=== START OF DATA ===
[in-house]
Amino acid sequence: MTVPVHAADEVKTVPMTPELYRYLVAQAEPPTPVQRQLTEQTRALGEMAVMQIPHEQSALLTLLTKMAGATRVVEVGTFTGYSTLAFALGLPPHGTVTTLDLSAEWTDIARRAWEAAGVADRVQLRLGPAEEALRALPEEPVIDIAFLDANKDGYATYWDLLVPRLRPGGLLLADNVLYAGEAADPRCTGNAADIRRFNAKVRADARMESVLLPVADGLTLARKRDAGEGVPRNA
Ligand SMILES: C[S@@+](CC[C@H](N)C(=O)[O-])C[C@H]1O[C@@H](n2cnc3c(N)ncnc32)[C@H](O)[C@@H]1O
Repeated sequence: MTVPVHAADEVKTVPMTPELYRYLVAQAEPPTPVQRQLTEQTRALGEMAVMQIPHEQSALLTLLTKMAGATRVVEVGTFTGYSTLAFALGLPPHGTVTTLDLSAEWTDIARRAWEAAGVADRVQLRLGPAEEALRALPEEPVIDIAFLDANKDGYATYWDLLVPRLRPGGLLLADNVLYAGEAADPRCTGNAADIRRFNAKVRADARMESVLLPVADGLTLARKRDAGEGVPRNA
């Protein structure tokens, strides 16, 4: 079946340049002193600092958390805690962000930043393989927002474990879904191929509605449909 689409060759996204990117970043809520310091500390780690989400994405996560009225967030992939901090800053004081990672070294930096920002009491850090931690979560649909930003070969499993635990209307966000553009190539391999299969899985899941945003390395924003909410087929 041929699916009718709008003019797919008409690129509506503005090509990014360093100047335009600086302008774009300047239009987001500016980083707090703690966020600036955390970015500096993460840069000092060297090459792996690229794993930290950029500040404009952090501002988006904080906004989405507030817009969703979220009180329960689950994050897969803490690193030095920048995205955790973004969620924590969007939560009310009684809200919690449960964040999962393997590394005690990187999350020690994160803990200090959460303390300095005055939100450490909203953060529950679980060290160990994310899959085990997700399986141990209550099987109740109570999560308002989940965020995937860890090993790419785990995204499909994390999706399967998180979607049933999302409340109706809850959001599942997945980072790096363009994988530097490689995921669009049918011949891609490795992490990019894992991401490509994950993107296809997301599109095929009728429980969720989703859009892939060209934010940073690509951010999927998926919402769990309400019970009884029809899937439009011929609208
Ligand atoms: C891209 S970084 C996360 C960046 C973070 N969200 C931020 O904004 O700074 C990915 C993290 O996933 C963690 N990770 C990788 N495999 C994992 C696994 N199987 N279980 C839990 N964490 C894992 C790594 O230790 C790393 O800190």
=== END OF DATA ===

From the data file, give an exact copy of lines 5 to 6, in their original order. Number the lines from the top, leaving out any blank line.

């Protein structure tokens, strides 16, 4: 079946340049002193600092958390805690962000930043393989927002474990879904191929509605449909 689409060759996204990117970043809520310091500390780690989400994405996560009225967030992939901090800053004081990672070294930096920002009491850090931690979560649909930003070969499993635990209307966000553009190539391999299969899985899941945003390395924003909410087929 041929699916009718709008003019797919008409690129509506503005090509990014360093100047335009600086302008774009300047239009987001500016980083707090703690966020600036955390970015500096993460840069000092060297090459792996690229794993930290950029500040404009952090501002988006904080906004989405507030817009969703979220009180329960689950994050897969803490690193030095920048995205955790973004969620924590969007939560009310009684809200919690449960964040999962393997590394005690990187999350020690994160803990200090959460303390300095005055939100450490909203953060529950679980060290160990994310899959085990997700399986141990209550099987109740109570999560308002989940965020995937860890090993790419785990995204499909994390999706399967998180979607049933999302409340109706809850959001599942997945980072790096363009994988530097490689995921669009049918011949891609490795992490990019894992991401490509994950993107296809997301599109095929009728429980969720989703859009892939060209934010940073690509951010999927998926919402769990309400019970009884029809899937439009011929609208
Ligand atoms: C891209 S970084 C996360 C960046 C973070 N969200 C931020 O904004 O700074 C990915 C993290 O996933 C963690 N990770 C990788 N495999 C994992 C696994 N199987 N279980 C839990 N964490 C894992 C790594 O230790 C790393 O800190």